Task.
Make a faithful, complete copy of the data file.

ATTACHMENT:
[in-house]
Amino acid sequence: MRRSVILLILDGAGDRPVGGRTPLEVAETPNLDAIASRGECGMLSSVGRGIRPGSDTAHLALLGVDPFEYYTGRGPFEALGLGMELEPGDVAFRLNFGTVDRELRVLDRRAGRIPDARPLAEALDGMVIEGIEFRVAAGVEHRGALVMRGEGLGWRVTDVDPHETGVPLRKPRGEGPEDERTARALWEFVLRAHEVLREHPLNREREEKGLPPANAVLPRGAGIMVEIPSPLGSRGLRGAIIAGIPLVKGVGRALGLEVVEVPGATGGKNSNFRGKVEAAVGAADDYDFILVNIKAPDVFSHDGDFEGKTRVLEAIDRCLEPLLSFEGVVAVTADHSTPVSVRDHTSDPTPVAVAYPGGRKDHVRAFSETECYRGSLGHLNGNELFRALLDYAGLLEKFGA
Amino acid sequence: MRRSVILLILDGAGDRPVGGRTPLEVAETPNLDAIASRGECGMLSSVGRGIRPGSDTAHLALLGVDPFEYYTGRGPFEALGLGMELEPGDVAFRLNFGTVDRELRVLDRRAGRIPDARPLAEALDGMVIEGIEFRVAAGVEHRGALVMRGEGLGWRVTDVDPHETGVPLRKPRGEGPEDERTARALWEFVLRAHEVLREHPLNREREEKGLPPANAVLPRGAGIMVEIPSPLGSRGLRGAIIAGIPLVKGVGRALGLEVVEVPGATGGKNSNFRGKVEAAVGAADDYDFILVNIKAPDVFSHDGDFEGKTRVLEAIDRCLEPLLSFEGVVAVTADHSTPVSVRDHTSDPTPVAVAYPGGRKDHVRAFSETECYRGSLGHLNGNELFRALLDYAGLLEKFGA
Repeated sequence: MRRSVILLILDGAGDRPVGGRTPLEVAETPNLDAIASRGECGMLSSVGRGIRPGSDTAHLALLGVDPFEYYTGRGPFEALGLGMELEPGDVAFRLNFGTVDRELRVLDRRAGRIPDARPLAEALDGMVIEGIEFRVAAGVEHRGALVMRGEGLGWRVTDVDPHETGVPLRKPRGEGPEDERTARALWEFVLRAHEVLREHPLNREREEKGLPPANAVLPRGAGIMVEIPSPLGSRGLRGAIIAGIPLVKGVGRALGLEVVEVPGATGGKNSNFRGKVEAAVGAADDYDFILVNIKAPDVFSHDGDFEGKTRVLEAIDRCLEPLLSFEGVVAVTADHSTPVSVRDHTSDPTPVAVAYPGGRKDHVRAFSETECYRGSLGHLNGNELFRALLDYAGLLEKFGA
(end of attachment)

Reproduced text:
[in-house]
Amino acid sequence: MRRSVILLILDGAGDRPVGGRTPLEVAETPNLDAIASRGECGMLSSVGRGIRPGSDTAHLALLGVDPFEYYTGRGPFEALGLGMELEPGDVAFRLNFGTVDRELRVLDRRAGRIPDARPLAEALDGMVIEGIEFRVAAGVEHRGALVMRGEGLGWRVTDVDPHETGVPLRKPRGEGPEDERTARALWEFVLRAHEVLREHPLNREREEKGLPPANAVLPRGAGIMVEIPSPLGSRGLRGAIIAGIPLVKGVGRALGLEVVEVPGATGGKNSNFRGKVEAAVGAADDYDFILVNIKAPDVFSHDGDFEGKTRVLEAIDRCLEPLLSFEGVVAVTADHSTPVSVRDHTSDPTPVAVAYPGGRKDHVRAFSETECYRGSLGHLNGNELFRALLDYAGLLEKFGA
Amino acid sequence: MRRSVILLILDGAGDRPVGGRTPLEVAETPNLDAIASRGECGMLSSVGRGIRPGSDTAHLALLGVDPFEYYTGRGPFEALGLGMELEPGDVAFRLNFGTVDRELRVLDRRAGRIPDARPLAEALDGMVIEGIEFRVAAGVEHRGALVMRGEGLGWRVTDVDPHETGVPLRKPRGEGPEDERTARALWEFVLRAHEVLREHPLNREREEKGLPPANAVLPRGAGIMVEIPSPLGSRGLRGAIIAGIPLVKGVGRALGLEVVEVPGATGGKNSNFRGKVEAAVGAADDYDFILVNIKAPDVFSHDGDFEGKTRVLEAIDRCLEPLLSFEGVVAVTADHSTPVSVRDHTSDPTPVAVAYPGGRKDHVRAFSETECYRGSLGHLNGNELFRALLDYAGLLEKFGA
Repeated sequence: MRRSVILLILDGAGDRPVGGRTPLEVAETPNLDAIASRGECGMLSSVGRGIRPGSDTAHLALLGVDPFEYYTGRGPFEALGLGMELEPGDVAFRLNFGTVDRELRVLDRRAGRIPDARPLAEALDGMVIEGIEFRVAAGVEHRGALVMRGEGLGWRVTDVDPHETGVPLRKPRGEGPEDERTARALWEFVLRAHEVLREHPLNREREEKGLPPANAVLPRGAGIMVEIPSPLGSRGLRGAIIAGIPLVKGVGRALGLEVVEVPGATGGKNSNFRGKVEAAVGAADDYDFILVNIKAPDVFSHDGDFEGKTRVLEAIDRCLEPLLSFEGVVAVTADHSTPVSVRDHTSDPTPVAVAYPGGRKDHVRAFSETECYRGSLGHLNGNELFRALLDYAGLLEKFGA